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Experimenting To Create Failures That Lead To Successes

Something I encourage my students to do is experiment using materials to find new ways to make art - most of my students don't want to experiment in this way because they fear they'll fail and this stops them from discovery which I find quite sad as they're missing out.

To be afraid of failure is to be stuck in the past.

I think that any beginner to the arts, who is hoping to find success in their work can do very well if they first try alternative ways of using different materials just to see what happens. Yes failures are inevitable but why see these failures as the end result? Why not see them as a stepping stone to something more interesting and even if that next stepping stone wasn't the success you were looking for then why should that stop you from pushing further to see what happens next?

I think that the society we live in is an "instant result" sort of society where we watch a speed video of someone doing something that they've probably perfected after multiple false starts and when they achieve success, we assume we can also find the same quick success in a few minutes of when it fails to result in success, often times we give up and move on. How disappointing this method is!

First of all, life isn't a speed video!

When you begin to learn anything, you will need to be ready for not being brilliant in the first few minutes - if you can make your mind open to failures as leading to successes then you're halfway there!

So today, I'm sharing with you one of my recent experiments in paper marbling! I've had years of practice making marbled paper using all sorts of materials but in this experiment, I was using materials found around the house because I like to offer easy options to the members of my meetup group, London Art Museum Creatives as I believe everyone should have access to fun easy crafts and especially while stuck indoors during this pandemic year!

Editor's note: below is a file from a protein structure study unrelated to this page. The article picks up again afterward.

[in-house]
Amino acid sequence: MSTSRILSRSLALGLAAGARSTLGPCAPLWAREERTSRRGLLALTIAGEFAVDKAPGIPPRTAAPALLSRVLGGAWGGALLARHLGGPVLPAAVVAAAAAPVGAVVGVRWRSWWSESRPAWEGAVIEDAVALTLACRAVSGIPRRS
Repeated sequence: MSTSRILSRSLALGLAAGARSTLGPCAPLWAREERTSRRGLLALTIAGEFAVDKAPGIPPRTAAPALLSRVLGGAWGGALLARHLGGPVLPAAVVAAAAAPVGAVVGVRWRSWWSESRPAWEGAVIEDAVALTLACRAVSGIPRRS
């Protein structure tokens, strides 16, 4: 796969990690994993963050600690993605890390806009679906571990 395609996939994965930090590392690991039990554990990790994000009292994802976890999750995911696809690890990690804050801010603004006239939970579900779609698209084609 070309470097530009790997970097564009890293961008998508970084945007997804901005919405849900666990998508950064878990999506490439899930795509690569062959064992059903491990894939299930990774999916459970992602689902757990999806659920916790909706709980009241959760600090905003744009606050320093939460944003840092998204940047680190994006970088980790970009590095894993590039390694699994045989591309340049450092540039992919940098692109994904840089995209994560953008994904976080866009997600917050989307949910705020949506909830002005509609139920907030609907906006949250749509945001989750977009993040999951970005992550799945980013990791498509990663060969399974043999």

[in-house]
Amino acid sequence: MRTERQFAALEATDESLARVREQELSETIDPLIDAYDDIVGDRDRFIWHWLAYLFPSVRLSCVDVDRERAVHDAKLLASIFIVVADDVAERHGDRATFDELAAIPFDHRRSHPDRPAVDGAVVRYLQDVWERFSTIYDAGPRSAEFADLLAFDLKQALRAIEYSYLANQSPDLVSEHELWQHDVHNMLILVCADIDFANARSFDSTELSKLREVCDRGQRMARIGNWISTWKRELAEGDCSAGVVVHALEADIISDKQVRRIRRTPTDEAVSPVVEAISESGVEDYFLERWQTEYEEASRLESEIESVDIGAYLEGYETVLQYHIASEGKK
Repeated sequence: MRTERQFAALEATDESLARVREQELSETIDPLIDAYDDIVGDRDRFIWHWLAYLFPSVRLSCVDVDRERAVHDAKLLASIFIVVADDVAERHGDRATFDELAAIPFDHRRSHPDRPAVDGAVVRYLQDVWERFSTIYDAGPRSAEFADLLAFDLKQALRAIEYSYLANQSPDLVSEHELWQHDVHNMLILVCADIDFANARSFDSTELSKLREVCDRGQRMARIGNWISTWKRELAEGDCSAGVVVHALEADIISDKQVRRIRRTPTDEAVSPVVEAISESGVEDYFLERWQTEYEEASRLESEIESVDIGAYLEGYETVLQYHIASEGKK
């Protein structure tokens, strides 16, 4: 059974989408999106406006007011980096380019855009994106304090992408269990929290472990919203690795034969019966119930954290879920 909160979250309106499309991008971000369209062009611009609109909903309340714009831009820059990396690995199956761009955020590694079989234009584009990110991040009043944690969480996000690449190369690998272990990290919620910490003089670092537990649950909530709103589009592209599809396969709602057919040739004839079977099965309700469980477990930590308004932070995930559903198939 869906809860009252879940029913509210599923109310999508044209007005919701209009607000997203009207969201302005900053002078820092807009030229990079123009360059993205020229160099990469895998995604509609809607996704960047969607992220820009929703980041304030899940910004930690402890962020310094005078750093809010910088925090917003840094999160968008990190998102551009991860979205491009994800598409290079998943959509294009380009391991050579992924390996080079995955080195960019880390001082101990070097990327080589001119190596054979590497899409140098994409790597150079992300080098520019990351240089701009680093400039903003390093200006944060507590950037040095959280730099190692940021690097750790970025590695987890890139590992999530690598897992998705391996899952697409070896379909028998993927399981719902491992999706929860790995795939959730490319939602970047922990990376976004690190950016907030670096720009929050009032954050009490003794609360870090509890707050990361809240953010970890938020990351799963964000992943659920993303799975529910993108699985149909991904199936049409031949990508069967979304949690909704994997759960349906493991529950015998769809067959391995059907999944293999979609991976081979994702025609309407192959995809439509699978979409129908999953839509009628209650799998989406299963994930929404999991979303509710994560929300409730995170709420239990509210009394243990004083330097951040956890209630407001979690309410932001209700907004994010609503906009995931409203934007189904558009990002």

I'm offering a paper marbling event to my members in the next few weeks and like everything I teach, I like to experiment to see if I can use anything I find in the house (to make it affordable and easy for my members) and so that when I present my techniques to my members, they're able to achieve more successes thanks to my failures/experiments which will give them a boost of confidence to keep creating even after my event which is one of the many reasons I like to teach art.

So I started out collecting old markers and taking out the ink filters in the plastic tubes and soaking them in water to see how much ink I could extract - in doing this, I noted with some satisfaction that the ink that did seep out was floating on the surface of the water but was barely enough to successfully create a marbled result so that idea was scrapped right in the beginning.

Following this, I then mixed my cheap acrylic paint (from the Flying Tiger shop) into water and dropped it into a tray of water.....some of it did stay on the surface of the water but it still sunk to the bottom before I could properly coat it to paper.

So I abandoned the water with pigment idea.....however...

I did very much enjoy the meditative calming quality when swirling the pigments in the water so if you are in need of an arty meditation then this may be a good option for you!